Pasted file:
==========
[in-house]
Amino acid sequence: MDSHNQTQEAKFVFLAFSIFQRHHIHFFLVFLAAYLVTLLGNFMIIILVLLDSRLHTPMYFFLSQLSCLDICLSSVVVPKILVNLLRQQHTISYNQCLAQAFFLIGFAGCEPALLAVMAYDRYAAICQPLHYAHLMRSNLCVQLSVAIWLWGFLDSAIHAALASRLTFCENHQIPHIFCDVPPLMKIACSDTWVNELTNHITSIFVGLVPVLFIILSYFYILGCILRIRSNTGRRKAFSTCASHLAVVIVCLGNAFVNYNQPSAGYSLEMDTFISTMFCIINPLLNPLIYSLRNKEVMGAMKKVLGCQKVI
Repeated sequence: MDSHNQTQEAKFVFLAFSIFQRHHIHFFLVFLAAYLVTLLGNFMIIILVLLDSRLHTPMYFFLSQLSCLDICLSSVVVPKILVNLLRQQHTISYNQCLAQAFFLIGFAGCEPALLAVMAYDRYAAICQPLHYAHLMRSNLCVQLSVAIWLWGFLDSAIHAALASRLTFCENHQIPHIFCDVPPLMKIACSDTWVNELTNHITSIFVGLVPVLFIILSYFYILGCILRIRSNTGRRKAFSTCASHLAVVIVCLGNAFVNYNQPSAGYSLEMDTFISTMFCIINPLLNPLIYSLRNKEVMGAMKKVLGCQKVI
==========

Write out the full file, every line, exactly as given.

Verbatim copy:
[in-house]
Amino acid sequence: MDSHNQTQEAKFVFLAFSIFQRHHIHFFLVFLAAYLVTLLGNFMIIILVLLDSRLHTPMYFFLSQLSCLDICLSSVVVPKILVNLLRQQHTISYNQCLAQAFFLIGFAGCEPALLAVMAYDRYAAICQPLHYAHLMRSNLCVQLSVAIWLWGFLDSAIHAALASRLTFCENHQIPHIFCDVPPLMKIACSDTWVNELTNHITSIFVGLVPVLFIILSYFYILGCILRIRSNTGRRKAFSTCASHLAVVIVCLGNAFVNYNQPSAGYSLEMDTFISTMFCIINPLLNPLIYSLRNKEVMGAMKKVLGCQKVI
Repeated sequence: MDSHNQTQEAKFVFLAFSIFQRHHIHFFLVFLAAYLVTLLGNFMIIILVLLDSRLHTPMYFFLSQLSCLDICLSSVVVPKILVNLLRQQHTISYNQCLAQAFFLIGFAGCEPALLAVMAYDRYAAICQPLHYAHLMRSNLCVQLSVAIWLWGFLDSAIHAALASRLTFCENHQIPHIFCDVPPLMKIACSDTWVNELTNHITSIFVGLVPVLFIILSYFYILGCILRIRSNTGRRKAFSTCASHLAVVIVCLGNAFVNYNQPSAGYSLEMDTFISTMFCIINPLLNPLIYSLRNKEVMGAMKKVLGCQKVI